Women whose partners have asymmetrical bodies are turned off by them and attracted to other men at certain times of the month, a US study suggests.
Women look for symmetry in a man when it comes to reproduction
This is not down to conscious choice, but is related to survival of the fittest and a desire to pass healthy genes to offspring, say the authors.
When a woman is fertile near ovulation her partner preference shifts, the New Mexico University team found.
The study of 54 couples appears in the Royal Society journal Proceedings B.
Researchers have already noted that women tend to be more attracted to men who have good symmetry, with the suggestion that this means they have "better" genes to pass on to offspring.
However, it is not always possible for a female to attract the most desirable male and some will settle for less but then seek out the genes they want by sleeping around, animal studies have found.
This so-called extra-pair copulation peaks around the time that the female is most fertile.
Dr Steven Gangestad and colleagues reasoned that a woman's interest around the time of ovulation would depend on the qualities of their partner - if the partner had good symmetry she would not be tempted to look elsewhere for a mate.
The team recruited 54 heterosexual couples to take part in their study.
All of the women were aged between 18 and 44 and were ovulating normally - none were taking the oral contraceptive pill.
The women were asked to report on their sexual attraction to and fantasies about both their partners and other men at different times of the month, including both fertile and non-fertile days.
The researchers then compared the ratings with the symmetrical qualities of the partners' different body parts, such as ear length and width.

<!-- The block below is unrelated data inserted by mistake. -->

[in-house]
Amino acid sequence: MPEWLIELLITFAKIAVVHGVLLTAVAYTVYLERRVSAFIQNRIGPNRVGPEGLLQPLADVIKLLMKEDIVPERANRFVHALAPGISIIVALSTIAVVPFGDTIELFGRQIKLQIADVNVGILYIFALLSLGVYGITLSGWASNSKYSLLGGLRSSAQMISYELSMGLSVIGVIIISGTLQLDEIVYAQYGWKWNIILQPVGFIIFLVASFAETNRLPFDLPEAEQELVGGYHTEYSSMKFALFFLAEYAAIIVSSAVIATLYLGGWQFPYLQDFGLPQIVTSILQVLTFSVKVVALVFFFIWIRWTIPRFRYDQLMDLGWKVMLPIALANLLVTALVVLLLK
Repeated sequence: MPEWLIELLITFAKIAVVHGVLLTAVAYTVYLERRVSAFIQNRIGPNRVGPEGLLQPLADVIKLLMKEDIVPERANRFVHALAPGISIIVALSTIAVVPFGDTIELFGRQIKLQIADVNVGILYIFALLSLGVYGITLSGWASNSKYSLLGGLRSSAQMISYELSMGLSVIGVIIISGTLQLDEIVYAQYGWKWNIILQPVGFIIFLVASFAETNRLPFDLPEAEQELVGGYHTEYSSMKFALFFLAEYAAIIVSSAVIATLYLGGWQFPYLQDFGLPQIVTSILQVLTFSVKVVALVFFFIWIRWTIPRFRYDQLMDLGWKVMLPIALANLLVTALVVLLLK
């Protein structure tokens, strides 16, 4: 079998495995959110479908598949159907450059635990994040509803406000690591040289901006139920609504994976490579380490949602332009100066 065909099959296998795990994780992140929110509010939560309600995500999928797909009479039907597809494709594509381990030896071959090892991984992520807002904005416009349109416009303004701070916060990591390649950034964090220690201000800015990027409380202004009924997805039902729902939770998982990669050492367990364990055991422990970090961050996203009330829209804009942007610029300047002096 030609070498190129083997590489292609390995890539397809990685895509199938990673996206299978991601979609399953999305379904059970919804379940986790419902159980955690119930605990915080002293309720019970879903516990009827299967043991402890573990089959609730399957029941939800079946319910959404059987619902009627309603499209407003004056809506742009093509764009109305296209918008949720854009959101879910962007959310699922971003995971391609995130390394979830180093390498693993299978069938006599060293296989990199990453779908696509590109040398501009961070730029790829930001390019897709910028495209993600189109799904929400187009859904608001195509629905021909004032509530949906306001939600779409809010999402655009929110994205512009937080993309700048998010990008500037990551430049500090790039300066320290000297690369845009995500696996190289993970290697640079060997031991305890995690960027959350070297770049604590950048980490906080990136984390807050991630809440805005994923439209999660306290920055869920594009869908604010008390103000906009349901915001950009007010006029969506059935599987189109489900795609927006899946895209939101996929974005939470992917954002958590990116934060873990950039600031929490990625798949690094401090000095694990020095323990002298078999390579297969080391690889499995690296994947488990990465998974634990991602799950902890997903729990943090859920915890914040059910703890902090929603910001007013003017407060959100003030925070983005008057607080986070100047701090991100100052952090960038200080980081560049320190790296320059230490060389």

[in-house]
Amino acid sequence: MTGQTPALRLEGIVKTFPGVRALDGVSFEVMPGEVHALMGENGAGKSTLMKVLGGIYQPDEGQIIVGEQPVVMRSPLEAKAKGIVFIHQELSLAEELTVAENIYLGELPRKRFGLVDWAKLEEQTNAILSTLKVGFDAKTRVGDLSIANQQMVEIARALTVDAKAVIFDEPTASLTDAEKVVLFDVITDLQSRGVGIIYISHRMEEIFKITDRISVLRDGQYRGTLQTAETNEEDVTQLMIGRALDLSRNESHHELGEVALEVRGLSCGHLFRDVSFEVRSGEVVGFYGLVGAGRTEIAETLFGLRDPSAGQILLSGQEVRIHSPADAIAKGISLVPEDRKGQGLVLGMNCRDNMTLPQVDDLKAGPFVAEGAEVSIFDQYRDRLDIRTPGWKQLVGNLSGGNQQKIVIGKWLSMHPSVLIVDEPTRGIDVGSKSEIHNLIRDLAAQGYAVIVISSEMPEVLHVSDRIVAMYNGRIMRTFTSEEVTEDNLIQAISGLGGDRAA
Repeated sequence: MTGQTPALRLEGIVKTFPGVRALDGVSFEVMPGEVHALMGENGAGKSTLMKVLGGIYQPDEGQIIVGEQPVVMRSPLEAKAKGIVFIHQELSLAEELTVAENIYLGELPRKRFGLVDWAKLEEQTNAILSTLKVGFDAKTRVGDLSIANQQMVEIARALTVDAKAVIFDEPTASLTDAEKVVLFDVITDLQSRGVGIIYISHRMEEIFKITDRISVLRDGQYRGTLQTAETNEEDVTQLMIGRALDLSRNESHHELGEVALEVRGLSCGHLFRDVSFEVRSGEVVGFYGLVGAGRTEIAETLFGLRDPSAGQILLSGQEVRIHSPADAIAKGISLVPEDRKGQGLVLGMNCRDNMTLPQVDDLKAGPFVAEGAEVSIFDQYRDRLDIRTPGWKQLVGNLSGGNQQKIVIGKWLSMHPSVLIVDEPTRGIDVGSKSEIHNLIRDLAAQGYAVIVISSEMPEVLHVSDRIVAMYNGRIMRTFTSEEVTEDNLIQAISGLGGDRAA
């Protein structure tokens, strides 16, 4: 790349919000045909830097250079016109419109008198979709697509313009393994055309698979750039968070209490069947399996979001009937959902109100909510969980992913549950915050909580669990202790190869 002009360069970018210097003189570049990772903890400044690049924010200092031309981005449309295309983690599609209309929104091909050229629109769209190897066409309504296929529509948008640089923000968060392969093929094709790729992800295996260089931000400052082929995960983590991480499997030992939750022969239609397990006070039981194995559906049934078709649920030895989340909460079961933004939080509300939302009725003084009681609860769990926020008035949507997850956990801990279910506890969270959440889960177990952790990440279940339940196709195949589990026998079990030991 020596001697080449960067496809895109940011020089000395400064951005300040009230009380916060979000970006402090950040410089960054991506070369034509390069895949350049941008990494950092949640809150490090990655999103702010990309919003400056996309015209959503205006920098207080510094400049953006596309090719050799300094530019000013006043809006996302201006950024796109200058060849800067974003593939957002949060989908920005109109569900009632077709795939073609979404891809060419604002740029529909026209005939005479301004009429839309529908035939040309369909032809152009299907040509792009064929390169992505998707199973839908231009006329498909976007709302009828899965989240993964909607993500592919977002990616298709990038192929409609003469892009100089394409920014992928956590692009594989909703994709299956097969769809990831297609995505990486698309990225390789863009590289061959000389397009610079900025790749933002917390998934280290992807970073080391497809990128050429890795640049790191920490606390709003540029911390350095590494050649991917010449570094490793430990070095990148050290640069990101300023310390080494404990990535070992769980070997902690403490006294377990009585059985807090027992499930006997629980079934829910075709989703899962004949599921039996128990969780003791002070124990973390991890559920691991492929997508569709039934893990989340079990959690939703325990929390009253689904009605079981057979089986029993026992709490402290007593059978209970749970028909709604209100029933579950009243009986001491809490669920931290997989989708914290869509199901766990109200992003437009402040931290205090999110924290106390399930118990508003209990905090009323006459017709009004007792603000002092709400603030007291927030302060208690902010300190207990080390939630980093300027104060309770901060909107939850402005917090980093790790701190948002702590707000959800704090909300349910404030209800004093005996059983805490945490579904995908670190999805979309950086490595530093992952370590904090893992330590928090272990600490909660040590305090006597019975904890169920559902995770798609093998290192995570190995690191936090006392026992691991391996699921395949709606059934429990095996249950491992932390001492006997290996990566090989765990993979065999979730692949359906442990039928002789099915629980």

The women reported greater attraction to their own partners than to other men overall.
Attraction also peaked around ovulation time.
But at this time many of the women whose partners were asymmetrical tended to fantasise and become attracted to men other than their partner. Women with symmetrical partners generally did not.
Dr Nick Neave, a psychologist at Northumbria University, said the findings made sense and backed what was already known about human attraction.
"Females, like males, are always looking to enhance their reproductive success by trading upwards.
"They are always on the lookout for males with better genes or that have high social status/wealth as both enhance their reproductive success - offspring have better genes or access to better resources, both of which enhance their future reproductive success.
"Males simply go for women younger than their current partner as they are thus also able to enhance their reproductive success by producing healthier offspring."